Nordvikvågen, the north end where you can see the ferry has arrived. Excellent connections to Haugesund. Lots of tourist information here, in several languages. Utsira has lots of interesting street art as well, and people are very nice. Highly recommended.


Anyway, we’d had some excellent fresh sjøkreps for lunch, bought at the very well-stocked grocery store in the south end of the island. These are also called scampi, Norway lobster, Dublin Bay prawn or langoustine. We volunteered to make risotto for dinner, using the sjøkreps shells to make stock. My parents wanted some shrimp in as well, so I peeled those and threw the heads in the stock pot as well, with a little celery. It simmered for an hour so, then I sieved it through kitchen roll to get the grit out. Just use fish stock if that is easier (I buy fish stock cubes when I am in Norway).

Shrimp risotto for a rainy day

Knob of butter (I made do with rapeseed oil)
One onion, peeled and finely chopped
Three sticks of celery, finely chopped
One cup of risotto rice (I had brought Vialone Nano)
Half a glass of white wine
One litre of seafood stock, just on the boil
Chopped celery leaves
Chopped chives, a generous handful
A cup of peeled shrimp
salt and pepper to taste
pinch of dried chili

Have two pots ready, one to make the risotto in and one for to keep the stock just on the boil. Melt the butter in pot #2, add onion and celery and cook a couple minutes. Add dry rice and let it toast gently with the onion and celery. Add wine. Keep stirring gently. Now start ladling in the hot stock, one ladle at a time. Once that has been absorbed, add another ladle: keep going for 20-25 minutes. Risotto is not complicated, it just takes patience and attention, and a lot of stirring. Nice to do in a holiday kitchen with the windows getting steamy, rain beating against the window and English football on the radio (for my husband).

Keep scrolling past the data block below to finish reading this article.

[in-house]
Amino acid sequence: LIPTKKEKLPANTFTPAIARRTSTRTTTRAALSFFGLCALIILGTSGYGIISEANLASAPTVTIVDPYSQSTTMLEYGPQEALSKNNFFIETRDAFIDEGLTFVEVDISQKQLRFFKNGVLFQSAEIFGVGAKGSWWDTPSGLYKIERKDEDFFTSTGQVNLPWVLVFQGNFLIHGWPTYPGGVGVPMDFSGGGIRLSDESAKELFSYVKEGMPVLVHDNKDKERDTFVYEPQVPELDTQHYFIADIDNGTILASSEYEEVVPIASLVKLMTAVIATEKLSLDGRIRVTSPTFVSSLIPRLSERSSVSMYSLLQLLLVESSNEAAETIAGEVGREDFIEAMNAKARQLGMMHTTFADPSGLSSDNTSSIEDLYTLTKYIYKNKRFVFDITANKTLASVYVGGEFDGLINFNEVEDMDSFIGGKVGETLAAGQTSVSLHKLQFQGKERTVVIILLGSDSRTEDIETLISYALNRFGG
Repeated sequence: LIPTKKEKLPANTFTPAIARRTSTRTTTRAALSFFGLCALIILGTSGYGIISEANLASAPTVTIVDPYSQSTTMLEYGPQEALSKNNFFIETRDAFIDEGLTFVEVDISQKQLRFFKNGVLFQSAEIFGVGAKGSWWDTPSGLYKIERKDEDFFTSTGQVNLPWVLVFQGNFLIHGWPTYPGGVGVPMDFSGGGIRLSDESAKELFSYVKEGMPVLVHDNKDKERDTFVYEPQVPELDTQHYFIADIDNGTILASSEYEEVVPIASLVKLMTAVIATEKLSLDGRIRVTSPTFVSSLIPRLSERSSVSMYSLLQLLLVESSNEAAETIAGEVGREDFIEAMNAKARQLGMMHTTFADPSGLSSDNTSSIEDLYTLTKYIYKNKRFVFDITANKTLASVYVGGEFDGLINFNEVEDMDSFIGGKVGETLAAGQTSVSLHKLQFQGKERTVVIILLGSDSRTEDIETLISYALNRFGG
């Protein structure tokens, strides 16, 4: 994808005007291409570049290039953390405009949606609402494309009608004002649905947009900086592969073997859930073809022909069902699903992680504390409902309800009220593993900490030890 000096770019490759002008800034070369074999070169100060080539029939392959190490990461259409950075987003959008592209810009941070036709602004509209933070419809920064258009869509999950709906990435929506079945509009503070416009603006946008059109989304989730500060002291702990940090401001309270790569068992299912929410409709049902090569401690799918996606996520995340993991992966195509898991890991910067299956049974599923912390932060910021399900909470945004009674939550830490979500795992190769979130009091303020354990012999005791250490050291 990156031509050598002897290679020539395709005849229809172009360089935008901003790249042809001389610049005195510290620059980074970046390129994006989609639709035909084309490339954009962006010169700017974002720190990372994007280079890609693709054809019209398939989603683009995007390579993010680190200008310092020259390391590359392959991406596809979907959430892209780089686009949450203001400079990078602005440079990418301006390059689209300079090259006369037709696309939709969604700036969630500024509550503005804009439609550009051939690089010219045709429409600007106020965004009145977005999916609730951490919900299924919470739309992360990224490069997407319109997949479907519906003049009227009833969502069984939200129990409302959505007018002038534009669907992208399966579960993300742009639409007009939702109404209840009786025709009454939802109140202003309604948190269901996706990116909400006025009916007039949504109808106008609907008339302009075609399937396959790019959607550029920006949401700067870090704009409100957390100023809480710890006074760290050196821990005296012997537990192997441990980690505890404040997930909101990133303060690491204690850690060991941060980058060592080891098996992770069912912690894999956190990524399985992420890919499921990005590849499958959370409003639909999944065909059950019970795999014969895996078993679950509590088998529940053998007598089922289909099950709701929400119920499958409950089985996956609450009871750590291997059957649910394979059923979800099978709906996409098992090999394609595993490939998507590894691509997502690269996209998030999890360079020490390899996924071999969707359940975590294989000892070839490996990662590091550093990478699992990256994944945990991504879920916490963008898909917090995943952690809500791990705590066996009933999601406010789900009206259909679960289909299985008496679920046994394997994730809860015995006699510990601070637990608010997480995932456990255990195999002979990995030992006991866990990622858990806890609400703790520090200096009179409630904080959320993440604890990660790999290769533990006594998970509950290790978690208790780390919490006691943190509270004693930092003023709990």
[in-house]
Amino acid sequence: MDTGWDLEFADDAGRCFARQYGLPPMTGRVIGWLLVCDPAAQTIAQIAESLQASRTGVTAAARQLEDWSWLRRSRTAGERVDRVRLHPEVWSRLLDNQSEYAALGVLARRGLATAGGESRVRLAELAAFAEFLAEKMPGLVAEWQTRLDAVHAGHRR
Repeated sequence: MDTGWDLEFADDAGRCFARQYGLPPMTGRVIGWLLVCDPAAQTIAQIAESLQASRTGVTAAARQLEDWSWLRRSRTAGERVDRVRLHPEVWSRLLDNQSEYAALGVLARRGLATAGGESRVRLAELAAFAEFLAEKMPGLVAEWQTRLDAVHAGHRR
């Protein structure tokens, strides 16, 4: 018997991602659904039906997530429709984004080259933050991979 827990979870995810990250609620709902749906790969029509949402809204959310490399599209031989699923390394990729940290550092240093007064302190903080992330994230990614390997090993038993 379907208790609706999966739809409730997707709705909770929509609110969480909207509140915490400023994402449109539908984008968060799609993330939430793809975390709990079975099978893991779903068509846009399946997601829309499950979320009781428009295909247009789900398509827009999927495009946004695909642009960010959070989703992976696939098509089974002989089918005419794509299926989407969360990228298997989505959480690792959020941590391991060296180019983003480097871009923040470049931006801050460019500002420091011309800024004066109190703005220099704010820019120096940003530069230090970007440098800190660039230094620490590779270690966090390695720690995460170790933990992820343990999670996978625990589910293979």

You’ll be able to feel the rice getting to the right consistency, not too soft but not al dente either. Add the chopped celery leaves and chives, and when it is almost done stir in the shrimp and taste: does it need salt and pepper? Serve and enjoy.
















Sunday linguine with shrimp

An Italian friend was visiting Accra, and offered to come over and cook Sunday lunch. It was delicious! He had bought the shrimp that morning at the fish market in Jamestown. I am counting down to Italian summer holidays by the sea, so this was perfect. I do moan about the lack of fresh seafood in Accra, being on the coast and in Gulf of Guinea as we are, but it does exist: getting fresh shrimp just takes a bit of detective work and effort.

Sunday linguine with shrimp

50 ml olive oil
3 cloves garlic, chopped
Pinch of chili flakes
1 kg fresh shrimp, peeled and deveined
7 or 8 medium plum tomatoes, diced

Pinch of salt
500 grammes dry linguine

To serve: Small handful chopped fresh parsley

Put the pasta water on and start the pasta. Heat the olive oil and sauté the chopped garlic. Tip in the diced tomatoes. Finally, let the shrimp cook gently in the tomato sauce for just a few minutes. Toss sauce and linguine, and serve at once, with a bit of fresh parsley and cold white wine.

Note: the tomatoes seem to have vanished into the pasta, but it was delicious!